That year, Baker returned to live performing which inspired her to seek a new recording deal, eventually signing with Blue Note Records in March 2004. That September, Baker released the album, My Everything. Despite her decade-long absence from the charts, the album peaked at number four on the Billboard 200 and number-one on the R&B charts, eventually being certified gold. In 2005, Baker released the Christmas album, Christmas Fantasy, winning a Grammy nomination for the song, "Christmas Time Is Here". Starting in 2007, Baker embarked on a two-year concert tour titled An Evening with Anita Baker. In June 2010, she sang the national anthem at Game 4 of that year's NBA Finals at the TD Garden, though her performance was roundly criticized by viewers, who discussed the matter on Twitter. Baker has also sung the national anthem at season-opening baseball games at Comerica Park in Detroit and Progressive Field in Cleveland (the former due to being a Detroit-area resident, the latter due to being a native Ohioan), and twice sang the national anthem at World Series hosted by the Detroit Tigers (Game 2 in 2006, Game 3 in 2012). A recording of Baker's rendition of the National Anthem is still used at Comerica Park on occasion. In December 2011, Baker had been scheduled to sing "Sweet Love" during a tribute show for Detroit R&B music. Rumors of friction between Baker and fellow performer Jill Scott were initially seen as a possible cause of Baker leaving the show at the last minute. However, Baker attributed her exit to its producers refusing to allow her to properly rehearse her number with the other performers who would be singing with her, presumably Marsha Ambrosius and Ledisi, who sang "Sweet Love" on the show's broadcast.
In August 2012, Baker released her version of Tyrese's hit, "Lately". The song made headlines for Baker after the song was played on every single hour of the hour throughout the day on urban adult contemporary radio, making her the first artist to make this kind of debut. Baker has been working on the album featuring the single, "Only Forever", since 2010. Though Blue Note set release dates for the album in October and December 2012, Baker decided she still needed to work on the album, causing delays. Currently the album has no release date. In February 2013, Baker returned to the national spotlight, performing "Lately" and "Same Ole Love" on Jimmy Kimmel Live!. That same month, she appeared at the Grammys where "Lately" was nominated for a Grammy Award.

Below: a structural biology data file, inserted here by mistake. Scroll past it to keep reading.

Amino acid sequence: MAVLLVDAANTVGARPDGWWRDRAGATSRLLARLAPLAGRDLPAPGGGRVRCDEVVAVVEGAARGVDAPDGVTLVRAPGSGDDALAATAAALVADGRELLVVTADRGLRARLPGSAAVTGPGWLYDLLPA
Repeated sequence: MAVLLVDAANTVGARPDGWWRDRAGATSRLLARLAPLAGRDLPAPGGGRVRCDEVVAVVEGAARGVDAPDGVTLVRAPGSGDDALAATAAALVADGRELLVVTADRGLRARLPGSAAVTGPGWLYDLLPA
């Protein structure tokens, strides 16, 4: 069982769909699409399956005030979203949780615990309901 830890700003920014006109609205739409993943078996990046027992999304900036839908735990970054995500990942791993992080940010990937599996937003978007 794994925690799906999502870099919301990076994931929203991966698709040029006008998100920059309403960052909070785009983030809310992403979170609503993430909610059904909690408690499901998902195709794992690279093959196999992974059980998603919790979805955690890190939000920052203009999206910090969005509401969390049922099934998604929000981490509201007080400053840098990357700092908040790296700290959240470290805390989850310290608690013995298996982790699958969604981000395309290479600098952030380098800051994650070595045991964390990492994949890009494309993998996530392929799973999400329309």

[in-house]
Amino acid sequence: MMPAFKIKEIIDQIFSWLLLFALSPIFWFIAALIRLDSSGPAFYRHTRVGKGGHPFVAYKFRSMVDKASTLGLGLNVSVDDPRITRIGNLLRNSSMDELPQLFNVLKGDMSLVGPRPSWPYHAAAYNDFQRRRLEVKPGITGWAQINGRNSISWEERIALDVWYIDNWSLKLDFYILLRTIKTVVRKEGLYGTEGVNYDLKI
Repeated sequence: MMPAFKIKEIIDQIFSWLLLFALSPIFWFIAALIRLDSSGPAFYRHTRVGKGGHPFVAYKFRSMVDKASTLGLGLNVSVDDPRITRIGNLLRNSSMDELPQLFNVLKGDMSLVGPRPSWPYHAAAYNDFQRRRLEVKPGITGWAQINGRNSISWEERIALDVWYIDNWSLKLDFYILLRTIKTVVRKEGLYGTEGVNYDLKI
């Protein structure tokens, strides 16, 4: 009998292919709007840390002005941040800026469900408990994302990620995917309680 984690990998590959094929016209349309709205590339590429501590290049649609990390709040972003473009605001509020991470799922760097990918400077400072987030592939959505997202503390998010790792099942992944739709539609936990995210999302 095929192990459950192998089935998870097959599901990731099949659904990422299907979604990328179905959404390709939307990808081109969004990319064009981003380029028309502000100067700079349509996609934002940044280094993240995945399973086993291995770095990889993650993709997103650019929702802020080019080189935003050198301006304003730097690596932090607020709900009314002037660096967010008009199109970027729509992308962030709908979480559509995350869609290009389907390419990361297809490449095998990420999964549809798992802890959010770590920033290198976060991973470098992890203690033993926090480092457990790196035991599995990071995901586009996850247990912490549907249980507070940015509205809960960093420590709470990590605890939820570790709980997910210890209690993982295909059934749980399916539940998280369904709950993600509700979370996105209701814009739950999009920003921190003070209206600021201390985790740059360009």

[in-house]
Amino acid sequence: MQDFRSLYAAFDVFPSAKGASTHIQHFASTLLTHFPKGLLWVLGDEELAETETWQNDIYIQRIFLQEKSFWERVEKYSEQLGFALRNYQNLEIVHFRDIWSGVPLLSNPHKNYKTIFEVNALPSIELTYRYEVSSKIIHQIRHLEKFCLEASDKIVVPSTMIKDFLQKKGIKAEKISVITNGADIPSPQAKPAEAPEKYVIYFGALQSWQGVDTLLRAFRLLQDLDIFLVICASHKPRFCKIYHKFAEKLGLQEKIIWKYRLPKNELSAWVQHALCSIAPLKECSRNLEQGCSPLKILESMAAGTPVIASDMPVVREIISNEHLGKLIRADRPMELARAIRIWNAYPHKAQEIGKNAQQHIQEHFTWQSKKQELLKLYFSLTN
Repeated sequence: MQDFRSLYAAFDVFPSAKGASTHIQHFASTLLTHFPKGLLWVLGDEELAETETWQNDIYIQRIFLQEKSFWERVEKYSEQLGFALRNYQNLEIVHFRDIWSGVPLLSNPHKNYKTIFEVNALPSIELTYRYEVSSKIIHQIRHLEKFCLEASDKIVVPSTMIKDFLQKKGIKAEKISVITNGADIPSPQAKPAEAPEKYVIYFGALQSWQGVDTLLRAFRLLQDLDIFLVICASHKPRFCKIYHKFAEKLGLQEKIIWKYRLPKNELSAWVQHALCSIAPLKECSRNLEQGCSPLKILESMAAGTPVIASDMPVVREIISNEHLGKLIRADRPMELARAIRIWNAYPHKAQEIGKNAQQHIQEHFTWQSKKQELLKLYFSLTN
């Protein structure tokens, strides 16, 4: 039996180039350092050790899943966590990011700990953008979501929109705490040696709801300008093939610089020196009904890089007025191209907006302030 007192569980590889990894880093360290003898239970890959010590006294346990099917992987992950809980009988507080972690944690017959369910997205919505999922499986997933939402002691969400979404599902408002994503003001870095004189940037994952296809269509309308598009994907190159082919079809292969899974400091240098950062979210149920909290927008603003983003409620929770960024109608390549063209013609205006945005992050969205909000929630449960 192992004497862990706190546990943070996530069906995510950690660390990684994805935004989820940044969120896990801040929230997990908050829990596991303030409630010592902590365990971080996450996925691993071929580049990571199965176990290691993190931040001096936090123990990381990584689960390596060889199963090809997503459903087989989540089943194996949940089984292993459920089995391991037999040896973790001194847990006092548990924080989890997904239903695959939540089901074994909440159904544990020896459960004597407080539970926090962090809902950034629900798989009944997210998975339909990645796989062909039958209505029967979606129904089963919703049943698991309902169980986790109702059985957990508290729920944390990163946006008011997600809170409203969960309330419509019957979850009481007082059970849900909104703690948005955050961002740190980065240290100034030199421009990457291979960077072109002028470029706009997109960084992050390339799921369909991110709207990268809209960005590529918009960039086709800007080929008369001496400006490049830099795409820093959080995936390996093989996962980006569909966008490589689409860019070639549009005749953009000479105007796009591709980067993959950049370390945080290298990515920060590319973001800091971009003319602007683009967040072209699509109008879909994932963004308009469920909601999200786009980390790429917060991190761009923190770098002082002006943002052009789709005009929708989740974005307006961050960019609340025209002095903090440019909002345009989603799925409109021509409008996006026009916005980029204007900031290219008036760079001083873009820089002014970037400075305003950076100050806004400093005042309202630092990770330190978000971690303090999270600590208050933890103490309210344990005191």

Baker married Walter Bridgeforth, Jr. on December 24, 1988. The couple separated in 2005 and finalized their divorce two years later. They have two sons, Walter Baker Bridgeforth (born January 1993) and Edward Carlton Bridgeforth (born May 1994). Baker currently lives in Grosse Pointe, Michigan. Her son Walter is now attending Berklee College of Music in Boston, as a drum principal, majoring in Music Production & Engineering.
More than five years after her divorce, Baker filed for a legal name change from Bridgeforth to Baker in her private life. Since she had always used the name Anita Baker professionally, her name change meant nothing in terms of her career.
On March 19, 2014, a bench warrant was issued for her arrest pertaining to a lawsuit that alleges she failed to pay more than $15,000 for work done on her Grosse Pointe home; it was lifted days later.
Selected awards and accolades
|1987||Rapture||Best R&B Vocal Performance, Female||Won|
|"Sweet Love"||Best Rhythm & Blues Song||Won|
|1988||"Ain't No Need to Worry" (with The Winans)||Best Soul Gospel Performance by a Duo, Group, Choir or Chorus||Won|
|1989||"Giving You the Best That I Got"||Record of the Year||Nominated|
|Song of the Year||Nominated|
|Best R&B Vocal Performance, Female||Won|
|Best Rhythm & Blues Song||Won|
|1990||Giving You the Best That I Got||Best R&B Vocal Performance, Female||Won|
|1991||Compositions||Best R&B Vocal Performance, Female||Won|
|1995||"Body and Soul"||Best Female R&B Vocal Performance||Nominated|
|Rhythm of Love||Best R&B Album||Nominated|
|1996||"When You Love Someone" (with James Ingram)||Best Pop Collaboration with Vocals||Nominated|